• Sometimes, this is a high level discussion, but if your modeling test is in-person, the case studies will often be linked to the modeling test. This involves building an LBO model, running sensitivity analysis on the returns, and defending your assumptions for the company discussed

Know your deals 

  • Often times, PE interviewers will ask you about a deal. It’s important to demonstrate your ability to speak fluently about your deal experience, what you’ve done, and why it is / is not an investment you would make 
  • Often these conversations can make up a large duration of the interview, as PE interviewers want to make sure you understand what you’re working on. It’s also a fun exercise for your interviewers to run diligence (doing what they’re trained to) on the deal you’re bringing to the table, so make sure to know it well 

Knowing why you want to do PE 

  • Investors are always doing due-diligence, and they will do the same when it comes to hiring another member to the investment team. Just as it’s important to meet the technical competencies, it’s equally important to show demonstrated interest in private equity as an asset class
  • Good answers are ones that “make sense” and are eloquently and confidently presented. Common answers for “why PE” include:
  • Genuine interest in the scope of responsibility and having “skin in the game” on the buy side
  • Working with management teams to help companies grow
  • If recruiting for megafunds: Working with a tight-knit deal team to make billion dollar transactions 
  • If recruiting for generalist fund: Getting to deeply understand several industries from the inside 

Showing you’ve done your homework

  • When interviewing, firms may ask what is a good investment in their portfolio and why. You will not have all the information, but be sure to read deal announcements of the firm you’re interviewing with a few days in advance of the interview. Answers here can be very high level unless you’re an “expert” in the space / sector / deal

Resources for learning about this industry

Newsletters

  • Termsheet, PE Hub

Typical industry entry process

If you’re interested in private equity and are currently in investment banking, the process is very linear and structured. Recruiters reach out to investment banking analysts for associate programs shortly after the analyst program begins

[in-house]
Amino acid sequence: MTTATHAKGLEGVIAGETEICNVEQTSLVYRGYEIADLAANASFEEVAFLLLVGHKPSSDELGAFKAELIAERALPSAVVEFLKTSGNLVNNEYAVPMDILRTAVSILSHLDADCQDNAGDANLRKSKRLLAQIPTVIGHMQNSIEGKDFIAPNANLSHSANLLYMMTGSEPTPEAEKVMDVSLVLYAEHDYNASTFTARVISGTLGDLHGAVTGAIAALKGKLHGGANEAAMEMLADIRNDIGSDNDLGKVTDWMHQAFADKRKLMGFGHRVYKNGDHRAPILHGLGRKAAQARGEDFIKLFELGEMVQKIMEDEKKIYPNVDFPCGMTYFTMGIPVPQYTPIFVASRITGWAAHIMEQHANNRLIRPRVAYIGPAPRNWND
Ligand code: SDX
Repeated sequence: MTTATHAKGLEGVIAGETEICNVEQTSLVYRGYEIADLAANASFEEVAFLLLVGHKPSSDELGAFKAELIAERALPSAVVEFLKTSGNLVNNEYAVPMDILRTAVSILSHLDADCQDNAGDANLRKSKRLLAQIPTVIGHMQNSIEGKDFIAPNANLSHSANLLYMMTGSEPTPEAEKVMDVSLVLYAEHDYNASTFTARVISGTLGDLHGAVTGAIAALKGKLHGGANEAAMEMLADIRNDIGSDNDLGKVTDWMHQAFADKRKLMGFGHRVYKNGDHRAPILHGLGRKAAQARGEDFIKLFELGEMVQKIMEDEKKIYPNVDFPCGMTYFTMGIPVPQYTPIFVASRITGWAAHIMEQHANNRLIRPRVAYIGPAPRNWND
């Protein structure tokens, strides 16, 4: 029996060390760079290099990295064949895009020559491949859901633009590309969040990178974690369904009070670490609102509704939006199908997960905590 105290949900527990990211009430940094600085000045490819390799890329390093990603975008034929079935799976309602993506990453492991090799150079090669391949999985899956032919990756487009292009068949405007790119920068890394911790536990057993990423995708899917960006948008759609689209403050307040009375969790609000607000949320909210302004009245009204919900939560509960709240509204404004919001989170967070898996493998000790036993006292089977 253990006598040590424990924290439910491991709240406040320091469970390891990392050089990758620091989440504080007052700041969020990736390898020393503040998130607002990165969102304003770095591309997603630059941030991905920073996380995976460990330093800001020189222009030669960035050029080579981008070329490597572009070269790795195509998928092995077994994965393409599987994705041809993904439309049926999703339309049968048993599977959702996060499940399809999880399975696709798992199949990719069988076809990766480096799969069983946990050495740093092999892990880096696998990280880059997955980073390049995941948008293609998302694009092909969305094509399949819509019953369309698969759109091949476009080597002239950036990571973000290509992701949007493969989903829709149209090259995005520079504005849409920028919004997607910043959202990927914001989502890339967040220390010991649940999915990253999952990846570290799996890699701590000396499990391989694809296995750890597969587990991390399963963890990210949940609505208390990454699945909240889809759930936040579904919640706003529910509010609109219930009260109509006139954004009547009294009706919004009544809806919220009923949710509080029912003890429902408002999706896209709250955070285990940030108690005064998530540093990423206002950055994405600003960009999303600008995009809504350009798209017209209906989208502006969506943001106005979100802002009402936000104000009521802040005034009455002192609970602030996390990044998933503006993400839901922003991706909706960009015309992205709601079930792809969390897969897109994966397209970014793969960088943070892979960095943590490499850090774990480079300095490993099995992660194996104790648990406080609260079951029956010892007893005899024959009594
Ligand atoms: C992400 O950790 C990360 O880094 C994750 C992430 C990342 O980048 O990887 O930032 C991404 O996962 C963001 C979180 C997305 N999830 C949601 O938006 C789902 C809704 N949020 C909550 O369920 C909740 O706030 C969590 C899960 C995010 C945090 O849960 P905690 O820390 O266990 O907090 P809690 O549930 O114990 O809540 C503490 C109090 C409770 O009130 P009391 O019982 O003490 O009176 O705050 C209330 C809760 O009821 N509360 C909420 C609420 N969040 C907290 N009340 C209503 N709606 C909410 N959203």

If you are not in IB, entry points into private equity funds, especially mega funds, are severely limited. Occasionally smaller private equity funds will hire post MBA associates from business school

Typical career trajectory

Exit strategies/opportunities

  • Most associates in private equity have great optionality to go on into opportunities to pursue an MBA, stay on at the firm, transfer to another private equity firm, leave for a public investment firm / hedge fund, or pursue corporate development.

Typical challenges in this industry – and how to deal with them

  • Private equity is a very male dominated industry 
  • Furthermore, one must be very interested in becoming a good investor, because that is your sole objective as you become more senior. This is different than an in investment banking where client facing skills become increasingly important as you become more senior since it is a service industry

Companies to know in the industry

  • Megafunds: Apollo, KKR, TPG, Blackstone, Carlyle 
  • Other funds: Apax, Advent, TA Associates, Vista, Thoma Bravo, Welsh Carson, Golden Gate, Irving Capital, Bain Capital, CVC, Warburg Pincus, 3G, GTCR, Goldman Sachs Private Equity, Macquarie Infrastructure & Real Assets, Hellman & Friedman, General Atlantic, Permira, Silverlake, EQT

On-Campus resources related to industry

Wellesley generally does not recruit into PE straight from undergrad, so on campus resources can be scarce. If you’re interested in PE, reach out to alums a few years older to better understand the recruiting process

Girls Who Invest is a great platform to gain access to several buy-side internships. The program is competitive, but is an established program which feeds into top-tier buy-side firms (including PE shops)